keeping the dream alive.

originally, i was going to just post a photo and a quote and let those speak for themselves. but, now, as the day as progressed, i have too many thoughts rolling around in my head. in other words, i am inspired.

011809-mlk-p1you see, today is a great day of history in the united states. fifty years ago today, dr. martin luther king, jr. delivered his “i have a dream speech” in washington, dc. it was the day of the famous march on washington, where thousands and thousands of people gathered peacefully and literally marched down the streets of washington, like they had been doing in cities and towns all over the south the months before. they were marching for freedom. marching for equality. marching for justice. and they were all there to say that they were not going away.


concretely, they were part of mlk, jr’s non-violent movement… staging sit-ins, protests, and other demonstrations all over the south. what did they want? they wanted to be treated equally. they wanted to be recognized as the people that they are, not as the second-class citizens that the laws of the states in the 1960s defined them as. they wanted to drink from the same water fountains, go to the same schools, ride the same buses as white people. they were fed up. tired. angry. and man, were they passionate.

the things i love about this movement were, first, its dedication and commitment to achieving equality and justice through acts of peace. and, second, the fact that the civil rights movement was a grassroots movement, led by young adults. regular people who were extremely passionate about their cause. you see, i believe that the changes that occurred because of the civil rights movement happened because of the courage, determination, and gritty stubbornness of a generation fed up with the status quo, and ready to fight (peacefully!), whatever the cost.


the question is, are the young people of today ready for and prepared to lead another revolution? because we definitely need one. by the way, i’m not sure whether to put myself in with the younger revolution, or not. i teeter on the very upper edge of it, i believe. but, nevertheless, i feel as if i am one of the elders, a mentor, to those younger adults who see and feel and know that america needs another grassroots revolution. of course, it’s not just the young that see a change is necessary, there are plenty older adults who still keep on fighting and dreaming for the country to emerge as the country we all know it can be.

the focus on the youthful generation is because the young people, as obama eluded to in his speech today, are not afraid. they are not stuck. they are still idealistic and headstrong and bull-headed. they have the energy we need to get this movement moving.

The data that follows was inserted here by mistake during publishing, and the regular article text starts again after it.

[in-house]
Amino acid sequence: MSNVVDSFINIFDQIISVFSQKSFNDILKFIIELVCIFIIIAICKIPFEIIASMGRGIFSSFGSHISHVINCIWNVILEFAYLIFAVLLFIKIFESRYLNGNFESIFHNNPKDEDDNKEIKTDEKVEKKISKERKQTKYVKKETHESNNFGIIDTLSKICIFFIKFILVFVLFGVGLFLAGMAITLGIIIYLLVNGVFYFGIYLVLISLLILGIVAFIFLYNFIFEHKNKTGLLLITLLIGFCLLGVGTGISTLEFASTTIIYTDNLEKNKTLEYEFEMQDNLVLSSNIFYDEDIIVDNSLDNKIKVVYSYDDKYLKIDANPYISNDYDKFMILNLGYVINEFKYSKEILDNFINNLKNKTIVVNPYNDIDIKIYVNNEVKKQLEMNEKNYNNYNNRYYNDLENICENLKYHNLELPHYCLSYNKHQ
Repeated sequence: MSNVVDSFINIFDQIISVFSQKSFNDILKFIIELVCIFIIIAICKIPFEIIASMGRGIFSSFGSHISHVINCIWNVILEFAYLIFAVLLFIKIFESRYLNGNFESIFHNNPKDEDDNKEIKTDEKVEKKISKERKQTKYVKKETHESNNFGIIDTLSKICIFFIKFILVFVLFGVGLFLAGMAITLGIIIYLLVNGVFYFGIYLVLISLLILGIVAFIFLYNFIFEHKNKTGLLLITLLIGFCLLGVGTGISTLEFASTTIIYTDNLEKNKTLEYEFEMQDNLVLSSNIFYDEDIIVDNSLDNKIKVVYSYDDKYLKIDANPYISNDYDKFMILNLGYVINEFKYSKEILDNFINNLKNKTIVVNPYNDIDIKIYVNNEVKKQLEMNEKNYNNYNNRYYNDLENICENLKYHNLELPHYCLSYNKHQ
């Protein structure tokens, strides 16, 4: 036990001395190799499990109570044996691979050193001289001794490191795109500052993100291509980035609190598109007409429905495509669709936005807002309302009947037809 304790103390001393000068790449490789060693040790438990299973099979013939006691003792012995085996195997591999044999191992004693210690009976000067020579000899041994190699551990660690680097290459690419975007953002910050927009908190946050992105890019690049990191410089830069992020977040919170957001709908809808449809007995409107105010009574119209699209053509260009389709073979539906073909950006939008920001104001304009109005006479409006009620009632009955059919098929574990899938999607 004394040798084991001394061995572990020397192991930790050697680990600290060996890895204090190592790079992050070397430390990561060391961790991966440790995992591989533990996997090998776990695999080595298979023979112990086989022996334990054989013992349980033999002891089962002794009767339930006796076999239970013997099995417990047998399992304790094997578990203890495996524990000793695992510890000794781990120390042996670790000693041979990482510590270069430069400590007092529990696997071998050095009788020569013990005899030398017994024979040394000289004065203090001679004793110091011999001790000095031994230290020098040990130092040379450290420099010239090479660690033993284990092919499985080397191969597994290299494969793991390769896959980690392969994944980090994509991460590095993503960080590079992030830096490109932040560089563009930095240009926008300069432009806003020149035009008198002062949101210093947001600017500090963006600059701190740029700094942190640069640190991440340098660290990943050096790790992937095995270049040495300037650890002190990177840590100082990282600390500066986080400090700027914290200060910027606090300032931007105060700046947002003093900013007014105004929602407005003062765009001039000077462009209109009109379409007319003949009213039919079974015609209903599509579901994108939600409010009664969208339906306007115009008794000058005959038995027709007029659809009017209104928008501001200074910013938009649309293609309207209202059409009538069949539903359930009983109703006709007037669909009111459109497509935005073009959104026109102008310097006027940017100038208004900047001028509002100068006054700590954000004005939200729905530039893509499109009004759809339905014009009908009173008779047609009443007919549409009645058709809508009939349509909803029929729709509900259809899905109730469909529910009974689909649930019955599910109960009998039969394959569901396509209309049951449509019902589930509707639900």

as a resident of north carolina, where the state is flipping out because, either they are stunned at the legislature’s crazy laws and bills turning north carolina backwards instead of moving us forward; or they are part of the crazy legislature that is making these insane, unjust, discriminatory, dangerous laws and policies. i know that we need a revolution. we have got to move forward, not backwards. we need to instill more equality and justice, not take away freedoms and increase discrimination. yes, north carolina is flipping out.

but, i see and feel the rumbles of a movement here. and i have experienced it personally. but, we need more. we need more energy. more passion. more willingness to sacrifice (myself included). more commitment to non-violence and peace. we need to be more like martin luther king, jr.

so, today, as i soak up the speeches, watch the videos of the historical moments 50 years ago, and think about my dreams for this country & for this world… i realize that there is much to be done. and we each have a part, if we are willing to be a part of something greater than ourselves.

i don’t have the answers for all the problems. but, i do know that we have an example of a person who gave his life (literally) to ensure that all people are treated equally. today we celebrate the vision of that man, and all of the other unnamed men & women who fought for that vision to become reality. a vision of a land of freedom, equality, and love.

so, tell me… what is your dream? and will you help me carry on the legacy of mlk and all the others? can we be the civil rights, freedom riding, nonviolent revolutionaries of the 21st century? are we willing to step up & move forward?

peace & love, fellow justice fighters.

black and white photos: pinterest. color photo: belovelive

0 thoughts on “keeping the dream alive.

  1. Hi Liz,
    I think that a lot of the MLK movement had impact because of his charisma. There was one man (& a reverend) that everyone could get behind. With LGBT, you not only have no one figurehead (respected), you have a whole onslaught of the religious-right (wrong) who wish to paint LGBT as abnormal/mentally unstable/immoral. It’s a lot to overcome. What must happen is that more LGBT must “come out”. More celebrities, especially. The “anti” crowd need to be shown that those who they previously loved & respected are LGBT- and are still worthy of their love & respect. We cannot remain a hidden, “fringe” group or acceptance & equality won’t happen.
    I’m personally amazed at the forward movement made thus far- all of this considered.
    That being said, here’s some good poetry to support the cause:

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